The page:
It is not uncommon for individuals who have been diagnosed with a mental health illness to also struggle with another mental health disorder, what is known as co-occurring disorders. The most common existing co-occurring disorders found in among individuals is a mental health disorder and a substance abuse disorder, as many men and women use substances as a way to help self-medicate the symptoms of their mental health disorder. When this happens, the substance of choice can intensify the symptoms of the mental disorder and lead to a number of other serious consequences such as addiction, which can make treatment that much more difficult. Some of the most common mental health disorders that occur among those who abuse drugs or alcohol include mood-related and anxiety disorders such as depression, bipolar disorder, generalized anxiety disorder, and post-traumatic stress disorder (PTSD). It can be a challenge for practitioners to diagnose co-occurring disorders as many of the symptoms of these disorders can mimic or mask the other.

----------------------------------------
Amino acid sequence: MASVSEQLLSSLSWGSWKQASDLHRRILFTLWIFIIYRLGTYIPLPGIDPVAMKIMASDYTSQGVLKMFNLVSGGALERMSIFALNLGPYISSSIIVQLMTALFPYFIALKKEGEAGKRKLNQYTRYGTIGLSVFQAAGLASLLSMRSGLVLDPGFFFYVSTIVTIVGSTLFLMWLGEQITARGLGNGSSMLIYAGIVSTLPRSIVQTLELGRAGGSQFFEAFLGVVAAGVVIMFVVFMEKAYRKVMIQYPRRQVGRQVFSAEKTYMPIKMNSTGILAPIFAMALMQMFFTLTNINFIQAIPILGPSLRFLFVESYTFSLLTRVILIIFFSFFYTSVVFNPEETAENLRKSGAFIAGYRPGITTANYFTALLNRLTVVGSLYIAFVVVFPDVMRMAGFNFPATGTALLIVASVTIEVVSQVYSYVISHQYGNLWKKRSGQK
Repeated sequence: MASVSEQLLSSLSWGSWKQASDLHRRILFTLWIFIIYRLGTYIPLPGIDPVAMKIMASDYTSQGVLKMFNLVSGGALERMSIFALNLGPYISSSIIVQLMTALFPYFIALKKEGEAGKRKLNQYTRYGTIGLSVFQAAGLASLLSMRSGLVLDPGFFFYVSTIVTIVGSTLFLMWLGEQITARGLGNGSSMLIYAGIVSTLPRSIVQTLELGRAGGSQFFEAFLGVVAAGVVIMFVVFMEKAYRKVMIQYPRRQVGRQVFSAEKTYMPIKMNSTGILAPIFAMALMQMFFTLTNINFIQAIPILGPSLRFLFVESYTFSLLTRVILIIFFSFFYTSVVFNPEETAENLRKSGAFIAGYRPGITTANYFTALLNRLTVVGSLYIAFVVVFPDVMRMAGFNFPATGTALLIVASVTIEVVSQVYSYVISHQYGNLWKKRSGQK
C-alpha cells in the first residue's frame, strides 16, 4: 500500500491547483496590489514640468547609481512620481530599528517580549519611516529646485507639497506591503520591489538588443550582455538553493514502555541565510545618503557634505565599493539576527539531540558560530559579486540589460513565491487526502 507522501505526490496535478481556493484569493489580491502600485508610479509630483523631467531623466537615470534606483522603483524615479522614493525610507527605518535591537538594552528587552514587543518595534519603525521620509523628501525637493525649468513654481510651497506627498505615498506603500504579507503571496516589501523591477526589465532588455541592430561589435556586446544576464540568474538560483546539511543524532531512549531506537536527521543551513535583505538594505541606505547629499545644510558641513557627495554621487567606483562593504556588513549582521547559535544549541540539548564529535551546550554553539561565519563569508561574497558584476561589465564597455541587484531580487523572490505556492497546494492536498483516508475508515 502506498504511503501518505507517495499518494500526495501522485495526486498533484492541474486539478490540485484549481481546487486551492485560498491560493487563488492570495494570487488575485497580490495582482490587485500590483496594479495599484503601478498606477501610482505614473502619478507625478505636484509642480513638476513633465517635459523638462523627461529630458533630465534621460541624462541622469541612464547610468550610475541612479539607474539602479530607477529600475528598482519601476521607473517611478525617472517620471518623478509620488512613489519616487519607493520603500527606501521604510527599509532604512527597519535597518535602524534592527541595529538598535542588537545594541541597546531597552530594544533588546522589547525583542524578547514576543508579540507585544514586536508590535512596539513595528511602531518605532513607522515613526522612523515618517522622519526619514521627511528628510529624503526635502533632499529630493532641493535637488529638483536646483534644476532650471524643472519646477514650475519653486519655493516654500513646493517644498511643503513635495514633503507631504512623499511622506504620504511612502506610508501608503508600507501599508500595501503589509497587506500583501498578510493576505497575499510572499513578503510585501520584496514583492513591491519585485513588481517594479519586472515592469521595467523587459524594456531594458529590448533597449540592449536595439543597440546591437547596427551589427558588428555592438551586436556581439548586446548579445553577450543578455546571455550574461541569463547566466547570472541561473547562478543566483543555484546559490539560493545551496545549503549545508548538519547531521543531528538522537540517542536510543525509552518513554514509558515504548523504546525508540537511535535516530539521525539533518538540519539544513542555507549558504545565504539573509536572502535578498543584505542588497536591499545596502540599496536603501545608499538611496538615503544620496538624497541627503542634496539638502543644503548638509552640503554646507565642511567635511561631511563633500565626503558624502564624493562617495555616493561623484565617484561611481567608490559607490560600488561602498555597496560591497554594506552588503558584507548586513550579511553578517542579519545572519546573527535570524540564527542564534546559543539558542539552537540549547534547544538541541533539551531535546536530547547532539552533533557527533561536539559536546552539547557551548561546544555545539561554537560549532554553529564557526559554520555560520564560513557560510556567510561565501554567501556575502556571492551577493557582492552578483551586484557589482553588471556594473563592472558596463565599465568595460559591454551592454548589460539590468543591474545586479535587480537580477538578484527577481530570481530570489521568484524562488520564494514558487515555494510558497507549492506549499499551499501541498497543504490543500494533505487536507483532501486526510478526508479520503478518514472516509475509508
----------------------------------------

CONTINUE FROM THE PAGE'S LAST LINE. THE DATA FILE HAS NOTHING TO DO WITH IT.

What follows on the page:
While not as common, other people may struggle with co-occurring mental health disorders, which occurs when more than one mental health disorder exists at the same time. Depression and bipolar disorder tend to be accompanied by anxiety disorders. In order for anyone to fully recover, they must receive treatment for each disorder simultaneously. Treating only one disorder does not typically involve improvement in the other. With the proper types of treatment interventions, co-occurring disorder can be managed and treated.